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Technology Shift: Migration from TDM to packet-based solutions

April 30, 2012

The telecom space has witnessed a surge in data traffic during the past few years. With the introduction of smart devices and next-generation network (NGN) technologies, this trend is expected to continue in the future. However, the existing network architectures are not optimised to handle high volumes of packet-based voice and data services. Increasing bandwidth requirements and the changing nature of traffic have made it necessary for quality of service (QoS)-based prioritisation and new solutions to overcome the high cost of legacy backhaul. As a result, operators are migrating to a more cost-effective, converged and packet-based infrastructure. They are adopting backhaul technologies and solutions that can bring about significant cost savings without compromising on parameters such as service reliability and performance.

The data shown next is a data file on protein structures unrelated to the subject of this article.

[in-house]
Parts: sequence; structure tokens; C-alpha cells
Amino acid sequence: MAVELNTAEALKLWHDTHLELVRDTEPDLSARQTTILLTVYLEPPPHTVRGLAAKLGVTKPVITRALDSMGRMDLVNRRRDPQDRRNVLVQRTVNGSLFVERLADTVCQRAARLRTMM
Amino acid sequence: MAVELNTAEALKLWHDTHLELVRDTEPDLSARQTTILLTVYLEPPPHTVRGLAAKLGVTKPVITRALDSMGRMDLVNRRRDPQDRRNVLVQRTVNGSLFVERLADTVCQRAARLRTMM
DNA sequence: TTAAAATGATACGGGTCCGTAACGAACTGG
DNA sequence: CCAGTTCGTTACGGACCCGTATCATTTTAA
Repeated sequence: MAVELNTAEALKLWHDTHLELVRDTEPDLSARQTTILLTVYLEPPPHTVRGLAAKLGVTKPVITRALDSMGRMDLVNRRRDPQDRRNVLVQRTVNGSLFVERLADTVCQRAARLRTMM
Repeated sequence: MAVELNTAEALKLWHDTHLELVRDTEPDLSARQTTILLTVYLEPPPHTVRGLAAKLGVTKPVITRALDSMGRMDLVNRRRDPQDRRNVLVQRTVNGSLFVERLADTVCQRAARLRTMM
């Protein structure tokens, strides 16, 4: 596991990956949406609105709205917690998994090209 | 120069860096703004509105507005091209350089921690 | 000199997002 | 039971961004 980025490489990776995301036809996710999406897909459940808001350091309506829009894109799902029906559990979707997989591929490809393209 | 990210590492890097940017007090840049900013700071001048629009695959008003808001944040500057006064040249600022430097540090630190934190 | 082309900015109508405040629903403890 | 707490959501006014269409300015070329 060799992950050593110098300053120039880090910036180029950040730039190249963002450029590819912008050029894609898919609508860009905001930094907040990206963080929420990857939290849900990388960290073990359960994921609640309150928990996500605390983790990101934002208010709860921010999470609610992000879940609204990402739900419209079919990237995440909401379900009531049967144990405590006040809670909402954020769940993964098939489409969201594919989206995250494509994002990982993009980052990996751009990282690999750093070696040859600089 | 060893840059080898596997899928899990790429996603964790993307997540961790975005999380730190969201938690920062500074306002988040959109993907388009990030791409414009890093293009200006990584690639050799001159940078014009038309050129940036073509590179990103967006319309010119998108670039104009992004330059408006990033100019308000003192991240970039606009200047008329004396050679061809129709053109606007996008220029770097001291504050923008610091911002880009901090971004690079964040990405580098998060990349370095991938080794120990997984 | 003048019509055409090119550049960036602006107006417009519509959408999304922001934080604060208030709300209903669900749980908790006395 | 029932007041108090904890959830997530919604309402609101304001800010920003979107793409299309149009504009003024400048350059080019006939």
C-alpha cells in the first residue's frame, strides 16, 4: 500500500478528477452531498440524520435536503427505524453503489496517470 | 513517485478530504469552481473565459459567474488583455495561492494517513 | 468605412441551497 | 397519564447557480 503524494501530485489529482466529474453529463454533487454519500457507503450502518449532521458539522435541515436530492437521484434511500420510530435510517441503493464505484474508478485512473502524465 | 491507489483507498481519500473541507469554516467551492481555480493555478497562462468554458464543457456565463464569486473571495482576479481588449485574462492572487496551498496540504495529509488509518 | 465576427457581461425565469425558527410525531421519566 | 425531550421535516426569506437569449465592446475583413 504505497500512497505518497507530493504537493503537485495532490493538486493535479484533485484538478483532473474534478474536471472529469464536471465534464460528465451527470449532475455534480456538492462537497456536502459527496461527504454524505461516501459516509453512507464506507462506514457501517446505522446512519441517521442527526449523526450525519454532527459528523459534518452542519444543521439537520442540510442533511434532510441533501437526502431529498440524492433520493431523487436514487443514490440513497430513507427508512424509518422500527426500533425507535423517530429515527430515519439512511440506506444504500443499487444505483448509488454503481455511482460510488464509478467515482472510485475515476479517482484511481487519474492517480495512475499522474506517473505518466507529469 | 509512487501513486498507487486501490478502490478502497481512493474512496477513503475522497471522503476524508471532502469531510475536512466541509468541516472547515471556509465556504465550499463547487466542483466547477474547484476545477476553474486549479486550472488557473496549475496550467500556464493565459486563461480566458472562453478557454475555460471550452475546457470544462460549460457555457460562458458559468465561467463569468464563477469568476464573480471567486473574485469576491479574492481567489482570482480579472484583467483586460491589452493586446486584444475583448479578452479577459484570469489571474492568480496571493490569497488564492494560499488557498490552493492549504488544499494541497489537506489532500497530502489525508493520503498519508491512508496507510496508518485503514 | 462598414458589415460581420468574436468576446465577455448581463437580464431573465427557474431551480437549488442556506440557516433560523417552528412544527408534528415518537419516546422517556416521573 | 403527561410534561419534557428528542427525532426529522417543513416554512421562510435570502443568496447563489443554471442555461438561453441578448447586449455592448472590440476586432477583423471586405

To meet backhaul requirements, telecom operators have been using solutions based on fibre, copper, satellite systems or microwave radio links. NGN operators prefer optic fibre-based technology as it meets the requirements of high bandwidth. Copper-based solutions are expensive and suffer from bandwidth limitations. Satellite systems also entail considerable costs and are usually deployed in areas where the laying of fibre poses a challenge. Recently, Wi-Fi technologies have also emerged as a promising backhaul solution. For packet switched backhaul, pseudowire solutions are used to transport time division multiplexing (TDM) services.

Traditional and emerging systems for backhaul are:

•    Copper cables: These are the traditional backhaul medium. TDM technology uses plesiochronous digital hierarchy for multiplexing several voice channels from base stations and transports them to the base station controller in various time slots. However, with data traffic on a continuous rise, Ethernet or xDSL technologies, in addition to TDM, are used on copper to deliver the required bandwidth.

•  Fibre-based solutions: These include point-to-point optic fibre links, synchronous digital hierarchy rings and variants of passive optical network (PON) technology such as gigabit PON and Ethernet PON. Optic fibre-based systems provide advantages like high capacity packet convergence and address the service level agreement needs of advanced wireless networks.